Dealing with ancillary probate in Florida can be challenging for personal representatives. Ancillary probate is required when a non-resident of Florida dies owning assets in the state. It is an additional process to the domiciliary proceeding that takes place in the decedent’s state or country of residence. So, who is the personal representative?
Who Can Serve as the Personal Representative in an Ancillary Probate Case in Florida?
The personal representative is the person or entity that is authorized by the court to administer the Florida assets.
The personal representative has the duty and responsibility to collect and protect the assets, pay the estate’s debts and taxes, and distribute the assets to the beneficiaries or heirs according to the decedent’s will or the law, if there is no will.
In addition, the personal representative must file reports and accountings with the court and keep the interested parties informed of the progress of the administration.
In ancillary probate in Florida, the personal representative can be either the same person who served as the personal representative in the main probate proceeding (if he/she qualifies) or someone else.
The choice depends on several factors, such as the terms of the will, the preferences of the beneficiaries or heirs, and the qualifications of the candidates.
If the decedent had a valid will that specifically designated a personal representative to administer the Florida property, that person or entity has the first right to serve as the personal representative in ancillary probate in Florida.
If the person or entity designated by the will is unable or unwilling to serve, the successor personal representative nominated by the will or by a power conferred by the will has the next right to serve.
If there is no such successor, the person selected by the beneficiaries or heirs has the next right to serve. If there is no such selection, the probate court can appoint any capable person as the personal representative.
If the decedent did not have a valid will, the surviving spouse of the decedent has the first right to serve as the personal representative.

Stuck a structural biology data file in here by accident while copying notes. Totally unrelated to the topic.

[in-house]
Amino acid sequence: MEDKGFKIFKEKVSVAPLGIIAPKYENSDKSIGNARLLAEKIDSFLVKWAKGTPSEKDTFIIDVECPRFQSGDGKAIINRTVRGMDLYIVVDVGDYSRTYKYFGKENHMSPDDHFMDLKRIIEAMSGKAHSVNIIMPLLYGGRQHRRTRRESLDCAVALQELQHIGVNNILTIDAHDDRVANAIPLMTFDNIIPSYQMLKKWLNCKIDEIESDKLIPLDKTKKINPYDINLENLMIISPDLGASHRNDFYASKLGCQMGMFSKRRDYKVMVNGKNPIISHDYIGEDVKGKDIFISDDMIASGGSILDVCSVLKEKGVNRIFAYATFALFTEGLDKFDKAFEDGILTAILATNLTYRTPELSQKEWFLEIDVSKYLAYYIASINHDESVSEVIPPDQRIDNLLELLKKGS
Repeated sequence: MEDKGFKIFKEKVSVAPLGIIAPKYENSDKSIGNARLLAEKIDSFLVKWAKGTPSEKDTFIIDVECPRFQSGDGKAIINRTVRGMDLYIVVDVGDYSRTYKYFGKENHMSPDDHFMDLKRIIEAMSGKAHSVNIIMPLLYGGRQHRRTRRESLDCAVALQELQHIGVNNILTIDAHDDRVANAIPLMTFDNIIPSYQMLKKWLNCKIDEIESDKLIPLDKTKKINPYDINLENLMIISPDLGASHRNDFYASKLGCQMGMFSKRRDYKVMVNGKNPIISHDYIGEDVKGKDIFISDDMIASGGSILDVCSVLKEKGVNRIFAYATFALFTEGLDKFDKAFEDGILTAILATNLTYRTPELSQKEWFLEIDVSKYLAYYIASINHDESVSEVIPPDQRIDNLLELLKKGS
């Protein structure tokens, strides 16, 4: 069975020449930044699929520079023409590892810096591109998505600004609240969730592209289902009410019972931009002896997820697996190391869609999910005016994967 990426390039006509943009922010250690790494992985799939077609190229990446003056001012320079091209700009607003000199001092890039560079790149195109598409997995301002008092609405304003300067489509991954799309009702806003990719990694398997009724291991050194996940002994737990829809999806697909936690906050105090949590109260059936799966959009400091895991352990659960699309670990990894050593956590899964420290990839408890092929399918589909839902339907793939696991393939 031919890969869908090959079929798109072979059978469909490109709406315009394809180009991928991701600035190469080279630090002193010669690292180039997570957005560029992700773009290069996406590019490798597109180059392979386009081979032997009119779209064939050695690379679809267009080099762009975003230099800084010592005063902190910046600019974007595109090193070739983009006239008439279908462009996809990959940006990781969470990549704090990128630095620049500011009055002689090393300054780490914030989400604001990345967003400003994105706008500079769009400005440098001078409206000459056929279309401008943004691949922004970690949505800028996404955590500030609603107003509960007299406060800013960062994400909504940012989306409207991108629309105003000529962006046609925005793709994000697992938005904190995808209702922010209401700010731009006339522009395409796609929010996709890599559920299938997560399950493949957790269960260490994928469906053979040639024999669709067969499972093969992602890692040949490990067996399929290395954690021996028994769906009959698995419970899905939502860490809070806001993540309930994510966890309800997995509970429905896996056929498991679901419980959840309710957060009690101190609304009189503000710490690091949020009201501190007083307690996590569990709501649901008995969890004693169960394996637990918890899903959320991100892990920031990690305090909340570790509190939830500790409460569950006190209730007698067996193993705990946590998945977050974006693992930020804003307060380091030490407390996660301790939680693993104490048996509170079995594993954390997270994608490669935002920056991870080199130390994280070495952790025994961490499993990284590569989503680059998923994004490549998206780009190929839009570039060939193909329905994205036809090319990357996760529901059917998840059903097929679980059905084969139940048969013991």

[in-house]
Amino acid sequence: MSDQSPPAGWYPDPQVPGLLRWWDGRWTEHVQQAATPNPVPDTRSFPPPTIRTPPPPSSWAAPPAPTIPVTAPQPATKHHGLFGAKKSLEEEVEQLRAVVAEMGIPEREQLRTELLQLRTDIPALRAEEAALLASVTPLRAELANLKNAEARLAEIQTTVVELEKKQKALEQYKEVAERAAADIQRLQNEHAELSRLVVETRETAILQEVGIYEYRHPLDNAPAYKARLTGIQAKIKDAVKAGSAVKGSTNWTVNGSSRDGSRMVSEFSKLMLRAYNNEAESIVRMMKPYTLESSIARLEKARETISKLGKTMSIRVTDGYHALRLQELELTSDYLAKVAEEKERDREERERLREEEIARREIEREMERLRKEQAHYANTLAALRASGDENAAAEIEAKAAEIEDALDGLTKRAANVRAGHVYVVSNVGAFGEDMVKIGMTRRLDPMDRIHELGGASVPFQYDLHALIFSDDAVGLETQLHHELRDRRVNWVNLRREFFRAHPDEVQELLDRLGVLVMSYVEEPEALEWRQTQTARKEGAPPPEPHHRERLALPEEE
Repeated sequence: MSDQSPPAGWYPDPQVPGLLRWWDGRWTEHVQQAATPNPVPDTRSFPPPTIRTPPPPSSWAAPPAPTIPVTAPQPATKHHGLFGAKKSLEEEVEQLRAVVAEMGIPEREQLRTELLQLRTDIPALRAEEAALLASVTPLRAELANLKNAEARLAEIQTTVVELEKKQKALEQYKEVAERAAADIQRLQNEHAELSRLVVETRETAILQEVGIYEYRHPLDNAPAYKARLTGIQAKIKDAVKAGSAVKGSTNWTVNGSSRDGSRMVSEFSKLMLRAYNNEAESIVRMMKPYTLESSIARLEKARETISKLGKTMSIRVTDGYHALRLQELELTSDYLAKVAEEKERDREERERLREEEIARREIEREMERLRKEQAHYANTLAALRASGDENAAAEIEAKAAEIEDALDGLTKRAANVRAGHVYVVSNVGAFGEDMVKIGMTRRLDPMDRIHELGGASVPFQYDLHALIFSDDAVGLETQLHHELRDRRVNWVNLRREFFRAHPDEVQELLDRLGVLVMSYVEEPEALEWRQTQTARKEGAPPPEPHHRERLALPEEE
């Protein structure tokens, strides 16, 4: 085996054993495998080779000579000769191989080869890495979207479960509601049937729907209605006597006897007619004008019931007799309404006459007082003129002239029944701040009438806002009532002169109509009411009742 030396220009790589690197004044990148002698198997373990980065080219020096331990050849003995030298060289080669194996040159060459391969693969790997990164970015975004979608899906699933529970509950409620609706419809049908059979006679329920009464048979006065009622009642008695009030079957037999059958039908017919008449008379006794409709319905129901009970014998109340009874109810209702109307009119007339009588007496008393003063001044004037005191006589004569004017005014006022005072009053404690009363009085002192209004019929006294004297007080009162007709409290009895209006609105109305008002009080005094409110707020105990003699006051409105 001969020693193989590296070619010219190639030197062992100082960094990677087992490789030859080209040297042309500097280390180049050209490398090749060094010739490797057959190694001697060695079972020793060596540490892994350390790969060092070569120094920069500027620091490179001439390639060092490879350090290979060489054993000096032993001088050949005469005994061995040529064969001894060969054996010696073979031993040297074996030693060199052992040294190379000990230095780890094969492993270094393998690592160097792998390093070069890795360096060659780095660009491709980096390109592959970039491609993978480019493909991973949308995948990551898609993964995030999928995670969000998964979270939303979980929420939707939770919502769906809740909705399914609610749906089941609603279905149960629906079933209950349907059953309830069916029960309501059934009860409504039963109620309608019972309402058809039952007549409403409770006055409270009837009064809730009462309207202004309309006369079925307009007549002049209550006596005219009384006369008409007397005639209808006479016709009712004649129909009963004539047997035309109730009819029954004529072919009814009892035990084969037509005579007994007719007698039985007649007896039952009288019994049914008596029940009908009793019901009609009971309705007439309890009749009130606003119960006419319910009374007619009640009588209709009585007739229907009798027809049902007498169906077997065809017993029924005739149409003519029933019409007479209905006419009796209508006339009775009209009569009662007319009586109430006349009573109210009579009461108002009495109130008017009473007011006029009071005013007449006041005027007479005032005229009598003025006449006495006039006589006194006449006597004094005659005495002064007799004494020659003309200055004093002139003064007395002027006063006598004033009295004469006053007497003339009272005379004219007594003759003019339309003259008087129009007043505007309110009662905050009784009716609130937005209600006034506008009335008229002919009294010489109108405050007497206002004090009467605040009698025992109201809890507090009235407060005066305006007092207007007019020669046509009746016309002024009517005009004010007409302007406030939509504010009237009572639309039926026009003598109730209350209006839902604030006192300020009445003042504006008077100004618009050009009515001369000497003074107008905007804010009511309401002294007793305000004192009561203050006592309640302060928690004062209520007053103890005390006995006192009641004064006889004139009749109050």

If there is no surviving spouse, or if the spouse is unable or unwilling to serve, the person selected by the heirs has the next right to serve. If there is no such selection, the heir nearest in degree, or the best-qualified heir as selected by the court, has the next right to serve. If there is no such heir, the court can appoint any capable person as the personal representative.
However, to be a personal representative, an individual must be at least 18 years old, of sound mind, and not convicted of a felony.
Being a Personal Representative During Ancillary Probate in Florida Is Easy When You Work with Experts
Ancillary probate can be a complicated and time-consuming process. That is why you need the assistance of a qualified and experienced Florida probate attorney who can guide you through the process.
At Jurado & Associates, P.A., we have the knowledge and expertise to handle any case involving ancillary probate in Florida, no matter how complex.
If you have been appointed as the personal representative in an ancillary probate case, we can help you:
- Prepare and file the necessary documents and forms with the Florida probate court
- Locate and value the Florida assets
- Pay the estate’s debts and taxes
- Transfer the Florida property to the beneficiaries or heirs
- Prepare and file the final reports and accountings with the Florida probate court
- Close the estate
If you need help with ancillary probate in Florida, do not hesitate to contact us today.
Do not let ancillary probate become a burden or a hassle for you and your family. Let us take care of it for you.